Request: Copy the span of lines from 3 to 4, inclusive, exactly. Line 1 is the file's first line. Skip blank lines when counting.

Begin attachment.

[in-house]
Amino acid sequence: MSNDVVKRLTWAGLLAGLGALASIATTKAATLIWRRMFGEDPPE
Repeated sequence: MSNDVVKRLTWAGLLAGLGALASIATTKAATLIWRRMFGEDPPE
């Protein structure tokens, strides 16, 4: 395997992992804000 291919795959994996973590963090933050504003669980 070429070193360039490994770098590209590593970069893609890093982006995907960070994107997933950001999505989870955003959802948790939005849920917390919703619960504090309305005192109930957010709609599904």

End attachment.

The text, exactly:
Repeated sequence: MSNDVVKRLTWAGLLAGLGALASIATTKAATLIWRRMFGEDPPE
């Protein structure tokens, strides 16, 4: 395997992992804000 291919795959994996973590963090933050504003669980 070429070193360039490994770098590209590593970069893609890093982006995907960070994107997933950001999505989870955003959802948790939005849920917390919703619960504090309305005192109930957010709609599904």